The Designer as an author.
Andrew Slatter, who considered himself Radical Modernist according to Dan Friedman’s influential practice, lecturer of this first of several lectures hold at LCC as part of the fourth unit of Contextual and Theoretical Studies for 1st year students of the Graphic and Media Design Course.
Based on Elle Lupton’s work, curator of Contemporary Design at The National Design Museum in New York, Andrew presents authorship as a concept that should become less of an assumed defining statement about the author itself which Lupton described as “purely literary enterprise” and more of a position an author inherently takes with completely accessorial connotation attached to it.
This idea is empowered the concept of a designer as a producer rather that an author as Howard Beckett defended a couple of decades ago on his work entitled ‘Art Worlds’. He writes about creative outcomes as result of a cooperation amongst isolated individuals from distributors to audiences who together make up the “Art World” in which authorship is often build upon the collective work of its producers. This sense that authorship should be collectively owned is reinforced by the powerful tool that mass production, media ad technology have been becoming over the last century, with such a great impact on how independently practitioners develop their work, as defended by the German marxist critic Walter Benjamin, mainly because artists must to not only to create their work but also manage how it will be produced and distributed, giving them a more complete and progressive role than before as creators of form, content and meaning on, stepping away from the old romantic concept of a conceptually more elevated person.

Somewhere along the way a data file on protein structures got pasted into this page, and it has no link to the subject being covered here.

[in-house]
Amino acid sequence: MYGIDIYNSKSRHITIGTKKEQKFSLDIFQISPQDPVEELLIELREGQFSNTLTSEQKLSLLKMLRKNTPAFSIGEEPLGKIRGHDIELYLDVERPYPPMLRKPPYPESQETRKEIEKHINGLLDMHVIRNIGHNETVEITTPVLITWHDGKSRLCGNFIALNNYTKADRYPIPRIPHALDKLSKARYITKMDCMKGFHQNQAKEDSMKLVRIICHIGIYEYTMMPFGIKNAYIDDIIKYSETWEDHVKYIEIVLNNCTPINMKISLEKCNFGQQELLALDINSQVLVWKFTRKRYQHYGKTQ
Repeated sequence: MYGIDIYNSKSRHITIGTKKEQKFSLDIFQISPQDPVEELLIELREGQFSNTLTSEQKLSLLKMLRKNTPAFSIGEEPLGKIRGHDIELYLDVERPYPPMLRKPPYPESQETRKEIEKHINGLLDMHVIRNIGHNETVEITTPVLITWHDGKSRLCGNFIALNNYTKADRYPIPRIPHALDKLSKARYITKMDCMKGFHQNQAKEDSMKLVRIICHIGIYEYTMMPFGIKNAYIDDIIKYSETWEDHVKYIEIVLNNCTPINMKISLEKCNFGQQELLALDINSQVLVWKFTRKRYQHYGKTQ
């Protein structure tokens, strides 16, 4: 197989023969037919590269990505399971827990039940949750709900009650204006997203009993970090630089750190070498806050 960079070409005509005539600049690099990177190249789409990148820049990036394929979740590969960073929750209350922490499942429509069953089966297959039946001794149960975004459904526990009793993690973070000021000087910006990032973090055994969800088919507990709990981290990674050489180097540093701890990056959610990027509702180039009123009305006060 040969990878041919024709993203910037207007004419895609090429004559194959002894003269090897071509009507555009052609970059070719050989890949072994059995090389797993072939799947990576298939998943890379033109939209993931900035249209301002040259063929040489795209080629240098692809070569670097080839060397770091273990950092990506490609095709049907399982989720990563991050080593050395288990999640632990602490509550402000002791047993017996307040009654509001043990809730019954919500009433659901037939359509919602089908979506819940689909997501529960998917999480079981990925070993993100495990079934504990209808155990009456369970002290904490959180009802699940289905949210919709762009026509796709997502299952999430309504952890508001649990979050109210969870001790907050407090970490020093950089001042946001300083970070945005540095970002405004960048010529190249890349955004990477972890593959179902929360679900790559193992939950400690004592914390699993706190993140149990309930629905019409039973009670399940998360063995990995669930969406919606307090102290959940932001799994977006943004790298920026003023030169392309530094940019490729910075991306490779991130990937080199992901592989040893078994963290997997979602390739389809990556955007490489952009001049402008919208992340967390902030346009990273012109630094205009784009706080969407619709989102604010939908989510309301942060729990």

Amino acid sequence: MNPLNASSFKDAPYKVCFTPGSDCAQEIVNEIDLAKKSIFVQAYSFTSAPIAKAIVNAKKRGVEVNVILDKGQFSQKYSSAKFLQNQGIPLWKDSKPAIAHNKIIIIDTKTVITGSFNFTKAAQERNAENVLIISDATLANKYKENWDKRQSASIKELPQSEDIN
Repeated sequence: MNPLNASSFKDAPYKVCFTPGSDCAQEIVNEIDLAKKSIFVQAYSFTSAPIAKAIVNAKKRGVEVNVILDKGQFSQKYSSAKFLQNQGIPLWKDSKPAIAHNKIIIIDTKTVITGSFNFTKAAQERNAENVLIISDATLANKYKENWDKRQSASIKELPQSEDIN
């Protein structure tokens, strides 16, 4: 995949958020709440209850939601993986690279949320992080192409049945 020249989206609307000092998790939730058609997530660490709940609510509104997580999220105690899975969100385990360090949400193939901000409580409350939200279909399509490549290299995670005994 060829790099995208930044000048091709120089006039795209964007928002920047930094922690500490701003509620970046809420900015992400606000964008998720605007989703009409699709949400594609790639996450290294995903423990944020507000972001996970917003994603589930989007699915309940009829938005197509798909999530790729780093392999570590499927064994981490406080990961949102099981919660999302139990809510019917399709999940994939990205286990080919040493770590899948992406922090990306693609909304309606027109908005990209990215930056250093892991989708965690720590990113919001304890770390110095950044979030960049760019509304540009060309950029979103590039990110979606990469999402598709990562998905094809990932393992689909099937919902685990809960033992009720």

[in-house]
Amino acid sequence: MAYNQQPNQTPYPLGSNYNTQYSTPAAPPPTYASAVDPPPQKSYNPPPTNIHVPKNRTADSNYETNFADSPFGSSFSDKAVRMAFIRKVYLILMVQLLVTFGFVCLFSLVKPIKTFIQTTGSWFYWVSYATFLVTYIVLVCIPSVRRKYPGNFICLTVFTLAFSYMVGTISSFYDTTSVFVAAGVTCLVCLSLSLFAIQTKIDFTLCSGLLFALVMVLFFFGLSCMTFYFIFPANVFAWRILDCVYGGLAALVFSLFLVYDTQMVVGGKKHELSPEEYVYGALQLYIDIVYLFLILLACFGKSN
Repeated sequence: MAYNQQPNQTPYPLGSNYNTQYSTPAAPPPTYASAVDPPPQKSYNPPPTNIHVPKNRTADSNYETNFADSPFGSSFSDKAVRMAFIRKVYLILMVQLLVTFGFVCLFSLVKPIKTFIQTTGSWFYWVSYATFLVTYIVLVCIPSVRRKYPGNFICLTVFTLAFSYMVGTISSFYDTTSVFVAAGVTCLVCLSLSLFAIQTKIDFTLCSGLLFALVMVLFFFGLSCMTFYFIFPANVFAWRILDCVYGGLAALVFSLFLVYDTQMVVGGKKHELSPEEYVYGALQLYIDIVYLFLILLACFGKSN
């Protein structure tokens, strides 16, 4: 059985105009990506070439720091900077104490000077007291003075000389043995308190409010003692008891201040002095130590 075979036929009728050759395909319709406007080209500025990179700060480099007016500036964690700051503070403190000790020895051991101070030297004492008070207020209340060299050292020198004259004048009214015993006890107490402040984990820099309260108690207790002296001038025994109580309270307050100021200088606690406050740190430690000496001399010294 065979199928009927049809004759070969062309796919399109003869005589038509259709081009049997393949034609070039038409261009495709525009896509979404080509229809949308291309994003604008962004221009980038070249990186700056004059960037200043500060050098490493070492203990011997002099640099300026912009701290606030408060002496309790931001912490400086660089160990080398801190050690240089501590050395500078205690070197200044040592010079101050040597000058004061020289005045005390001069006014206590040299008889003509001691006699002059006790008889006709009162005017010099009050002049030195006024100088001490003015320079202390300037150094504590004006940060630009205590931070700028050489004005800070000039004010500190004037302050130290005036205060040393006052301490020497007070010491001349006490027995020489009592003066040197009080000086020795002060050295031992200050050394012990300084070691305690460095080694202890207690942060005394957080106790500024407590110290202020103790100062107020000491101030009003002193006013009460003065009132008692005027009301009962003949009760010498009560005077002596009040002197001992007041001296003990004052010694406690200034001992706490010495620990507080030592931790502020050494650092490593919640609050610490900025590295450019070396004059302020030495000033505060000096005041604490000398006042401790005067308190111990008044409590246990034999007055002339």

As creators of meaning, artists must understand that their own signature is already, by itself, a meaning once the human brain will probably automatically relate what one is seeing to what one knows from the range of work of that same person. In that way authorship can also be seen as a limit to an artwork’s meaning as an author’s name often works like a definition of his own work and that same human brain becomes the ultimate creator of meaning, in other words, the audience creates its meaning which makes the spectator part of the collaborative process as consumers of meaning. Pieces such as John Cage’s soundless 4’33” or Robert Rauschenberg’s “White Painting” are both great examples on how the audience is the ultimate creator of meaning result of the author’s paradoxical position of non-intention.
The use of typewritten text as of producing a body of work is a good exemplifier of the impact that technology had on a author’s role. The traditional pen handwriting faded away and artists and writers become less authors and more producers. As if they entered the technology era and had left behind the lyricism they use to carry amongst all those pages where their work had been beautifully drafted.
Authorship can be seen as a topic which shows up its relevance mainly on a commercial level where knowing who the author is becomes imperative as a way of identifying work which has been produced as a service according to its client needs and that is when the whole concept of authorship fades away caused by its incompatibility with design as a product which aims third’s intention . On the other hand, artists as Banksy, amongst many others, have demonstrate us that great outcomes also result from passing the massage across in an attempt to react to a certain context, putting the meaning of the message clearly visible for everyone to see and leaving authorship somewhere behind it. As we all know, no one knows who the worldwide recognised graffiti artist from Bristol is but that does not matter anyway. This great importance given to the meaning has a bigger value of truth nowadays where people make up work based on other practitioners’ outcomes.
Please see Andrew’s website for more information about his practice.
Lupon, E. (1998) : The Designer as Producer. New York: Allworth Press (p. 159-62)
Beckett, H. S. (1982) : Art Worlds. USA: University of California Press